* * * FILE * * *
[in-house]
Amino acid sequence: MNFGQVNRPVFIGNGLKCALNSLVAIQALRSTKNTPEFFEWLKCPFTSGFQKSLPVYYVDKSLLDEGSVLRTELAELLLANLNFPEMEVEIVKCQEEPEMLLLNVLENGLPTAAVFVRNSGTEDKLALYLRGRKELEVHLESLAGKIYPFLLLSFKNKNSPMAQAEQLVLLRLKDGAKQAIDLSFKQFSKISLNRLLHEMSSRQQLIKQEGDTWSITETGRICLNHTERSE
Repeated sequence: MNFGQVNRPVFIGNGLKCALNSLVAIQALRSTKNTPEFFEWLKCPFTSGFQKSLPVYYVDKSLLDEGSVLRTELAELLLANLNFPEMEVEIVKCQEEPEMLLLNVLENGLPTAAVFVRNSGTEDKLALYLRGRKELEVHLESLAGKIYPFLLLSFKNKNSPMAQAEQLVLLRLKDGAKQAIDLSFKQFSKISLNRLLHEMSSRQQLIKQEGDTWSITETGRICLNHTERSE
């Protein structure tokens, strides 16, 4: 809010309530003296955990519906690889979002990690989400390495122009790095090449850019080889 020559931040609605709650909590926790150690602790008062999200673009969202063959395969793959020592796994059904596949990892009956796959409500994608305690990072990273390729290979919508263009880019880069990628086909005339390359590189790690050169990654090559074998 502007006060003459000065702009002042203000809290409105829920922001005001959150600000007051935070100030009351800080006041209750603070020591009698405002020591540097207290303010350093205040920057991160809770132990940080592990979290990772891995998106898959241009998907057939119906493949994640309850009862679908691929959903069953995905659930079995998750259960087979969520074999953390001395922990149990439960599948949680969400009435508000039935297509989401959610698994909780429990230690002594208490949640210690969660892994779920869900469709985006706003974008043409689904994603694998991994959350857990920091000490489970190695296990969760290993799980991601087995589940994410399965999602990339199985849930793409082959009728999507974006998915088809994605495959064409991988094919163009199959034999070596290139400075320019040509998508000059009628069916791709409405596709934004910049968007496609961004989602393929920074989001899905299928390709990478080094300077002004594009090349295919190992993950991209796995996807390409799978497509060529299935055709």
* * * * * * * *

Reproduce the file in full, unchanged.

[in-house]
Amino acid sequence: MNFGQVNRPVFIGNGLKCALNSLVAIQALRSTKNTPEFFEWLKCPFTSGFQKSLPVYYVDKSLLDEGSVLRTELAELLLANLNFPEMEVEIVKCQEEPEMLLLNVLENGLPTAAVFVRNSGTEDKLALYLRGRKELEVHLESLAGKIYPFLLLSFKNKNSPMAQAEQLVLLRLKDGAKQAIDLSFKQFSKISLNRLLHEMSSRQQLIKQEGDTWSITETGRICLNHTERSE
Repeated sequence: MNFGQVNRPVFIGNGLKCALNSLVAIQALRSTKNTPEFFEWLKCPFTSGFQKSLPVYYVDKSLLDEGSVLRTELAELLLANLNFPEMEVEIVKCQEEPEMLLLNVLENGLPTAAVFVRNSGTEDKLALYLRGRKELEVHLESLAGKIYPFLLLSFKNKNSPMAQAEQLVLLRLKDGAKQAIDLSFKQFSKISLNRLLHEMSSRQQLIKQEGDTWSITETGRICLNHTERSE
């Protein structure tokens, strides 16, 4: 809010309530003296955990519906690889979002990690989400390495122009790095090449850019080889 020559931040609605709650909590926790150690602790008062999200673009969202063959395969793959020592796994059904596949990892009956796959409500994608305690990072990273390729290979919508263009880019880069990628086909005339390359590189790690050169990654090559074998 502007006060003459000065702009002042203000809290409105829920922001005001959150600000007051935070100030009351800080006041209750603070020591009698405002020591540097207290303010350093205040920057991160809770132990940080592990979290990772891995998106898959241009998907057939119906493949994640309850009862679908691929959903069953995905659930079995998750259960087979969520074999953390001395922990149990439960599948949680969400009435508000039935297509989401959610698994909780429990230690002594208490949640210690969660892994779920869900469709985006706003974008043409689904994603694998991994959350857990920091000490489970190695296990969760290993799980991601087995589940994410399965999602990339199985849930793409082959009728999507974006998915088809994605495959064409991988094919163009199959034999070596290139400075320019040509998508000059009628069916791709409405596709934004910049968007496609961004989602393929920074989001899905299928390709990478080094300077002004594009090349295919190992993950991209796995996807390409799978497509060529299935055709």